Author Archive howbeck

Byhowbeck

Make May Purple for Stoke Awareness Month

Stroke Awareness Month, run by the National Stroke Association, is all about wearing purple to raise awareness of strokes and the impact they have.

A stroke is an attack on the brain which happens when blood supply to part of the brain is cut off, causing death of that part of the brain. The effects of a stroke vary depending on which part of the brain is affected and how severe the stroke is.

If you suspect you or someone else is having a stroke, phone 999 immediately and ask for an ambulance.

Recognising the signs of a stroke

The signs and symptoms of a stroke vary from person to person but usually begin suddenly.

The main stroke symptoms can be remembered with the word FAST:

Face – the face may have dropped on one side, the person may not be able to smile, or their mouth or eye may have drooped.

Arms – the person may not be able to lift both arms and keep them there because of weakened or numbness in one arm.

Speech – their speech may be slurred or garbled, or the person may not be able to talk at all despite appearing to be awake; they may also have problems understanding what you’re saying to them.

Time – its time to dial 999 immediately if you notice any of these signs or symptoms.

It’s important for everyone to be aware of these signs and symptoms, particularly if you live with or care for a person who is in a high-risk group, such as someone who is elderly or has diabetes or high blood pressure.

More information can be found at

nhs.uk

Stroke Association

Byhowbeck

Practice Closures for May Bank Holidays

Please be aware that GP Practices will be closed for the May Bank Holiday on Monday 3rd May and the Spring Bank Holiday on Monday 31st May.

If you need medical advice during this period you can:

Visit your pharmacy – Your local pharmacy can provide confidential, expert advice and treatment for a range of common illnesses and complaints. Visit nhs.uk to find a pharmacy open near you.

Use NHS 111 – If you need urgent medical advice but your condition is not life threatening. NHS 111 is available 24 hours a day, 365 days a year and you can access either online or by calling 111 from your landline or mobile (all calls are free).

Dial 999 – for a genuine medical emergency including; loss of consciousness, acute confused state and fits that are not stopping, persistent and/or severe chest pain, breathing difficulties, severe bleeding that cannot be stopped dial 999.

Byhowbeck

Oxford AstraZeneca Vaccine

New guidance has been issued for the use of the Oxford AstraZeneca Covid-19 vaccine.

This follows further reviews by the independent regulator, the MHRA, and the Commission for Human Medicines, of a very small number of people in the UK who have developed a rare blood-clotting condition since having the Oxford AstraZeneca Covid-19 vaccine.

The MHRA and Joint Committee for Vaccinations and Immunisations have emphasised that the risk of this condition is extremely small and that the benefits of the vaccine outweigh the risks for the vast majority of people. They have recommended that:

· Everyone who has had the AstraZeneca vaccine should still have a second dose of the AstraZeneca vaccine, irrespective of age, unless they have had a blood clot or have an existing risk of thrombosis (blood clotting)

· People aged 30 and over or who have a health condition that puts them at higher risk of severe Covid-19 disease should still be offered the Oxford AstraZeneca vaccine. The benefits in protecting them against the serious consequences of COVID-19 outweigh any risk of this rare condition.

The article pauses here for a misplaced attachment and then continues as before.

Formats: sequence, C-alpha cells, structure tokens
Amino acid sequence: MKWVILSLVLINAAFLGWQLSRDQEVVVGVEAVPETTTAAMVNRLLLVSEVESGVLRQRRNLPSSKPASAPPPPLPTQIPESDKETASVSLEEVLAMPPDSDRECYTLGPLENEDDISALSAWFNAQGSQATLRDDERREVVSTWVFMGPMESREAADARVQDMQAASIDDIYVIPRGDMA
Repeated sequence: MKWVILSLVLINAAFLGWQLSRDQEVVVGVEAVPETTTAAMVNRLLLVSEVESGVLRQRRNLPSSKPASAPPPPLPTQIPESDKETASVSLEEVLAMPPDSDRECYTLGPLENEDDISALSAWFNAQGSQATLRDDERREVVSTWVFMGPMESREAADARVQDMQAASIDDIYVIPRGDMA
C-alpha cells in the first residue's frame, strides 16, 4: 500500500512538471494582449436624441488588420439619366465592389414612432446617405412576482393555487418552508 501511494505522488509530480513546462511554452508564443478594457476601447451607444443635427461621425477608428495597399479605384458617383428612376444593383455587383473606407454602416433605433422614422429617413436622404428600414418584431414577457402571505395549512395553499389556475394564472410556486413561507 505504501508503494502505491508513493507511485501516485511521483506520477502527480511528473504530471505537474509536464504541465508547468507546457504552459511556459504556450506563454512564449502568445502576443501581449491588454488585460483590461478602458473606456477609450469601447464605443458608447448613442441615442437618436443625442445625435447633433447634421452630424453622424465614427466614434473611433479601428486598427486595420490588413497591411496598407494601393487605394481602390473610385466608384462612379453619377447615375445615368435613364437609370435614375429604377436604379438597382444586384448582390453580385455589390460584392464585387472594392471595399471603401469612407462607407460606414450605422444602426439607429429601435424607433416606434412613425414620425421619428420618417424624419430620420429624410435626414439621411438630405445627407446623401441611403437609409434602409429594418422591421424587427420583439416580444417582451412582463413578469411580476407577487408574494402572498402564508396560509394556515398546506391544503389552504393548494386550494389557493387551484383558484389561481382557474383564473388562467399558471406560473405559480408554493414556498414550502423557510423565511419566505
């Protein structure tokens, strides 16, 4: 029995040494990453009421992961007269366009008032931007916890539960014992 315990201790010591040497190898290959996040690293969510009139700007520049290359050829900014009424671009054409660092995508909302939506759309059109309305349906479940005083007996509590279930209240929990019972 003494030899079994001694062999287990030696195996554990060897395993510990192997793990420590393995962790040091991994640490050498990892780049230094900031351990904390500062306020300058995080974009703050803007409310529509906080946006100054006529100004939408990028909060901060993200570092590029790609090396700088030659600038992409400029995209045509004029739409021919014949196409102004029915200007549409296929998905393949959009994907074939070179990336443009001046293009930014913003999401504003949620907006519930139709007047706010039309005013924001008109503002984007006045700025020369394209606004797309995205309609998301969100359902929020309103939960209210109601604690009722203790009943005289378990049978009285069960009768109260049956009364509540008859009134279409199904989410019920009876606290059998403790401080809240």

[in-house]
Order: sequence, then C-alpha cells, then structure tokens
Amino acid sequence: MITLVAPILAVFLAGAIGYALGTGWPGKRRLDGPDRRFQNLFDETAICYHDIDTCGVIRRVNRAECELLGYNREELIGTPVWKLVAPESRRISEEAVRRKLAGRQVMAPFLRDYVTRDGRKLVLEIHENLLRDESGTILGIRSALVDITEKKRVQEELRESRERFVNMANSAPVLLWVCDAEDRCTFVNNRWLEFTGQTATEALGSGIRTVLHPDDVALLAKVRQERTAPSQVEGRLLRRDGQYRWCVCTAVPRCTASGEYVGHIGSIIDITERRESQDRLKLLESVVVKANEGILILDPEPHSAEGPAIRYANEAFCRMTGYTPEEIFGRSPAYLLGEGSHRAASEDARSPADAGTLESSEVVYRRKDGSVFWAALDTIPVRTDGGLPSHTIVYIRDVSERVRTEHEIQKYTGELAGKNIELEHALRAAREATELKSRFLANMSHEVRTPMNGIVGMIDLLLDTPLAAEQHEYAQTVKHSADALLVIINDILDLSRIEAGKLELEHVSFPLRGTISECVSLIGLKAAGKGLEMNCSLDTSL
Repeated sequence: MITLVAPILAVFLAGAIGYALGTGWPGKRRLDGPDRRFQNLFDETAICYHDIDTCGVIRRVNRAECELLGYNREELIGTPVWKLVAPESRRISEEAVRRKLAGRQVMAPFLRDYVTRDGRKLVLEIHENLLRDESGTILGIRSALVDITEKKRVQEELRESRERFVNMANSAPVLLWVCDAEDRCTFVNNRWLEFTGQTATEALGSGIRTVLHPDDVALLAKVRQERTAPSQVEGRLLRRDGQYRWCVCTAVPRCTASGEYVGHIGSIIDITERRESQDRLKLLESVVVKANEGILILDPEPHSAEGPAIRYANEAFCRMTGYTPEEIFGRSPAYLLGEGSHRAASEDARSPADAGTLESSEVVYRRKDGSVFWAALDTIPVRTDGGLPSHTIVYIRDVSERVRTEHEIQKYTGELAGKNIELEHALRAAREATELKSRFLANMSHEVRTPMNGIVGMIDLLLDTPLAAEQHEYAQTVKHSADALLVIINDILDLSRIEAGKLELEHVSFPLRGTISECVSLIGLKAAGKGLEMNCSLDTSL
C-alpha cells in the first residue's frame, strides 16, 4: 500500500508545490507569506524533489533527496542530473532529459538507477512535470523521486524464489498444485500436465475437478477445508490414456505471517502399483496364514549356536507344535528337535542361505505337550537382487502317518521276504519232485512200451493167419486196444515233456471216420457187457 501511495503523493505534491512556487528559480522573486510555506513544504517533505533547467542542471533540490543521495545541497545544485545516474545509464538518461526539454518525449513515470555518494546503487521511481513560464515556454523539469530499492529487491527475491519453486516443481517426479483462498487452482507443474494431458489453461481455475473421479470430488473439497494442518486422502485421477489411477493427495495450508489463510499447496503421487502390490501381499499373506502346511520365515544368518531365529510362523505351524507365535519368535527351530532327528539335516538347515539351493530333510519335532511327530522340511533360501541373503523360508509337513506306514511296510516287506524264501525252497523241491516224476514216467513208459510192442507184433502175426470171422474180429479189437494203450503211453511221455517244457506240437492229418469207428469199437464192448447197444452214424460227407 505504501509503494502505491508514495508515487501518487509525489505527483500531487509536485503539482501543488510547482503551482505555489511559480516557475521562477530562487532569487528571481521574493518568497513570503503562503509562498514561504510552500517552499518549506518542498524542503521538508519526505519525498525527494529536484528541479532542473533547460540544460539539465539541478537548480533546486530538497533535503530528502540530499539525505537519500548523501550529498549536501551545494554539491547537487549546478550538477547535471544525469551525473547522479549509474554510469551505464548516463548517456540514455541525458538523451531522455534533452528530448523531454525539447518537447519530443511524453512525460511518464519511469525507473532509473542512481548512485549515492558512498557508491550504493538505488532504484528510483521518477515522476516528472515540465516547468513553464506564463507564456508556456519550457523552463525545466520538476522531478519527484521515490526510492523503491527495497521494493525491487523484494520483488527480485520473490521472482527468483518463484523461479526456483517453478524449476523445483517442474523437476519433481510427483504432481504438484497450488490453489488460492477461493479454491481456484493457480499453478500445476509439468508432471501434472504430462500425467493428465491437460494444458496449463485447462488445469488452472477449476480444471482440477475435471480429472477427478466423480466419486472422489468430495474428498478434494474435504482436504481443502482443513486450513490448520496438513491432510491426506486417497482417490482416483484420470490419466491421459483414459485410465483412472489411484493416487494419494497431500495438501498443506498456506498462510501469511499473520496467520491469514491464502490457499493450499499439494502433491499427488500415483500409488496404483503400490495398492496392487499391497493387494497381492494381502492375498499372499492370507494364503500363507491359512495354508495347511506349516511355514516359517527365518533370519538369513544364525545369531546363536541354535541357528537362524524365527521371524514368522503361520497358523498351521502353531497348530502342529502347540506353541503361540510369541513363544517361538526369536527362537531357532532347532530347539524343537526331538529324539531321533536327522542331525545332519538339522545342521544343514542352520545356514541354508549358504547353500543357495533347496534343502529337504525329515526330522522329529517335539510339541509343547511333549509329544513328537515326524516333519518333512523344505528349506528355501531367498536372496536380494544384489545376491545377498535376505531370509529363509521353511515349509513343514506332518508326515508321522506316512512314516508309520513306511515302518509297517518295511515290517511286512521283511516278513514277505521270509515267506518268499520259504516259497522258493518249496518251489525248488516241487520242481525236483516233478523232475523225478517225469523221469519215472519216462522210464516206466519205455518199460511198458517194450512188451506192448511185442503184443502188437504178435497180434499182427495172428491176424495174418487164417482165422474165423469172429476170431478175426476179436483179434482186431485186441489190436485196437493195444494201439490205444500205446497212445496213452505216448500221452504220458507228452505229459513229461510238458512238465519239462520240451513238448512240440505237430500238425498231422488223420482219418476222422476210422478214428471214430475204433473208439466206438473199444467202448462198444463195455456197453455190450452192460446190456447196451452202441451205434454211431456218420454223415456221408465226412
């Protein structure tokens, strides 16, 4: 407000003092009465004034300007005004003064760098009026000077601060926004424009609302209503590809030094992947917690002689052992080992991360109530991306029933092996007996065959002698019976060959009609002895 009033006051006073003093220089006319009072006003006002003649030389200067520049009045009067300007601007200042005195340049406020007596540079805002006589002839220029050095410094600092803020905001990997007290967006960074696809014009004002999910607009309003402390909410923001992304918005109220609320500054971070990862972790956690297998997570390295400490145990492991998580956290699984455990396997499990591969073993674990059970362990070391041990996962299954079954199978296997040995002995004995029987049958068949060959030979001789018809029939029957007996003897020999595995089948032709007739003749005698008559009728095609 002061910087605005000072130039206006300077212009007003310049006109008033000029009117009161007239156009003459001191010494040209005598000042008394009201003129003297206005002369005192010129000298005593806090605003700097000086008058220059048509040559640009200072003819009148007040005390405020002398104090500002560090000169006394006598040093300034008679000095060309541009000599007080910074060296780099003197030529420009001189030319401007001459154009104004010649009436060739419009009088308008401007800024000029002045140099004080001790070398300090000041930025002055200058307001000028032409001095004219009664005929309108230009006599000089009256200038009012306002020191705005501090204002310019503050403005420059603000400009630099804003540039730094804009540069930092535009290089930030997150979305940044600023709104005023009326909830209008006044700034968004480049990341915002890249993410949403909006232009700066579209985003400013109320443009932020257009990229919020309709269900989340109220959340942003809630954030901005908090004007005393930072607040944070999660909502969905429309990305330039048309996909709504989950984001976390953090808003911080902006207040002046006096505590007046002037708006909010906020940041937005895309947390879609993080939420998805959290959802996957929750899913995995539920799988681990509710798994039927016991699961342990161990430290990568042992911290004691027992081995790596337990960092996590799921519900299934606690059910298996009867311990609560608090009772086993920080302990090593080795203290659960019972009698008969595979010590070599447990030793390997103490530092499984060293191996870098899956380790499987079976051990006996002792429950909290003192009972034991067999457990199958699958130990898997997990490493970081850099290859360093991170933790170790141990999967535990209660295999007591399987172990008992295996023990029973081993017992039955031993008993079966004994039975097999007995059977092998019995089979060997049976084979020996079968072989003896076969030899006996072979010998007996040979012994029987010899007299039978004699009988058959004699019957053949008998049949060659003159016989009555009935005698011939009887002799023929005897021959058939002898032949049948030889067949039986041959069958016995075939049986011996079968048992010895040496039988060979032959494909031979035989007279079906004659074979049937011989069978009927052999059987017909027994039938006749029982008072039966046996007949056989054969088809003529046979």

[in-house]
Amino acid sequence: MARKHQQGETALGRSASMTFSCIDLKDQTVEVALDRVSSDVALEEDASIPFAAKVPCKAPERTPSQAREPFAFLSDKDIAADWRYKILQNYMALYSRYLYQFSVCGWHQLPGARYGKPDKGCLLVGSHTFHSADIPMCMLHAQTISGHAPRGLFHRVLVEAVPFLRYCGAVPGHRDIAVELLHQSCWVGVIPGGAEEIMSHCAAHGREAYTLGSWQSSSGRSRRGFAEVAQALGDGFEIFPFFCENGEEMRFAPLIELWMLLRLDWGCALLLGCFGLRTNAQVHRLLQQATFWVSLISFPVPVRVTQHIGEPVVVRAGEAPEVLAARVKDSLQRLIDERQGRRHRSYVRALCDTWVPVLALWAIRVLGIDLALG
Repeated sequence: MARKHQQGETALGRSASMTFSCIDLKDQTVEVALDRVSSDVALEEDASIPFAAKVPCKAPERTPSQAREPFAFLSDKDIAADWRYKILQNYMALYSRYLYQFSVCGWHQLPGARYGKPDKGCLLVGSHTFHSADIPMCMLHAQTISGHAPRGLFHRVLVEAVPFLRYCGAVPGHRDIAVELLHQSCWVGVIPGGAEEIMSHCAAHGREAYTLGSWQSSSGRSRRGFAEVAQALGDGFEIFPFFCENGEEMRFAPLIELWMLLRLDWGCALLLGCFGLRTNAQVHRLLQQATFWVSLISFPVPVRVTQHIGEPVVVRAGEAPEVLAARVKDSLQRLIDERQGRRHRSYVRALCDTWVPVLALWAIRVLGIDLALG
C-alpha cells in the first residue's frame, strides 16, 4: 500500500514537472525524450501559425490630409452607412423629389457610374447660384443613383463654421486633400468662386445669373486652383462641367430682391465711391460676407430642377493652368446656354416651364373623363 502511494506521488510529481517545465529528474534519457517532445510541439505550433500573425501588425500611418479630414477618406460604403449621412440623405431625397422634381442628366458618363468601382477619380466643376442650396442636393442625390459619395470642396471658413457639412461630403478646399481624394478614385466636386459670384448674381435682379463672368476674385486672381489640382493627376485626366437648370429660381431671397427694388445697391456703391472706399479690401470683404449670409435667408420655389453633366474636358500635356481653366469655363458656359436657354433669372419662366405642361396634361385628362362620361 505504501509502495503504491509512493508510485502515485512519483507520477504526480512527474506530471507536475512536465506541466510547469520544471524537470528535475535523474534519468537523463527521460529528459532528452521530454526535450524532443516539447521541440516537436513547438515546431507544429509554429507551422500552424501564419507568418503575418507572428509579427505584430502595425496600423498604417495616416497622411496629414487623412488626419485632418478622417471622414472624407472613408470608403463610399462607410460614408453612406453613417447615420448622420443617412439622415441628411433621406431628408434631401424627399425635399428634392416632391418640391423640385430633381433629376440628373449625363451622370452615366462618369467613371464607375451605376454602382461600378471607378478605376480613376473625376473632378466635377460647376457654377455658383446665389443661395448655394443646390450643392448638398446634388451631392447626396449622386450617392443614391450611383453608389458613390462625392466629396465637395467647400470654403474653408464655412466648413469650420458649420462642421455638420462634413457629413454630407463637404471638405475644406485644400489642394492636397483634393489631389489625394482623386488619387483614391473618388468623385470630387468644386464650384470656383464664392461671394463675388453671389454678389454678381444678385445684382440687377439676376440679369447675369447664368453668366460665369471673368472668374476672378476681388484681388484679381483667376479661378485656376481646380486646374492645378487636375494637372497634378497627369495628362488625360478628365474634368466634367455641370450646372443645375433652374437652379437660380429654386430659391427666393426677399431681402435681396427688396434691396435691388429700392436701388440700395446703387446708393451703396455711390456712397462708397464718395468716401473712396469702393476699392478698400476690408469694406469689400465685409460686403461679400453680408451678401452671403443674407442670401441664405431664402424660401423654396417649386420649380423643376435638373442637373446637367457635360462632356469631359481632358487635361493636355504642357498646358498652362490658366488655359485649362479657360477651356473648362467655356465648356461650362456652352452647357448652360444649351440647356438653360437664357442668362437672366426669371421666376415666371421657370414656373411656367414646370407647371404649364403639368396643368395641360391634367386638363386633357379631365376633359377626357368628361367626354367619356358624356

· People aged 18-29 who do not have a health condition that puts them at higher risk of severe Covid-19 disease will be offered an alternative Covid-19 vaccine where available. (This has been recommended as a precaution as people under 30 are at less risk from Covid-19 and not because they are considered to be at particular risk of developing the rare blood clot.)

· People under 30 can still choose to have the Oxford AstraZeneca vaccine if this will mean they can be protected more quickly and they have been made aware of the guidance.

Please see the leaflet below that has been produced by Public Health England and the NHS to answer any questions you may have.

COVID-19 Vaccination and Blood Clotting Information Leaflet

 

Byhowbeck

Bowel Cancer: Do you know the signs and Symptoms to look out for?

April is Bowel Cancer Awareness Month. Bowel Cancer is the second biggest UK’s killer cancer but that doesn’t need to be the case as it is treatable and curable, especially when diagnosed at an early stage.

Symptoms can include:

  • Bleeding from your bottom and/or blood in your poo

There are several possible causes of bleeding from your bottom or blood in your bowel movements (poo). Bright red blood may come from swollen blood vessels (haemorrhoids or piles) in your back passage. It may also be caused by bowel cancer. Dark red or black blood may come from your bowel or stomach. Tell your doctor about any bleeding so they can find out what is causing it.

  • A persistent and unexplained change in bowel habit

Tell your GP if you have noticed any persistent and unexplained changes in your bowel habit, especially if you also have bleeding from your back passage. You may have looser poo and you may need to poo more often than normal. Or you may feel as though you’re not going to the toilet often enough or you might not feel as though you’re not fully emptying your bowels.

  • Unexplained weight loss

This is less common than some of the other symptoms. Speak to your GP if you have lost weight and you don’t know why. You may not feel like eating if you feel sick, bloated or if you just don’t feel hungry.

  • Extreme tiredness for no obvious reason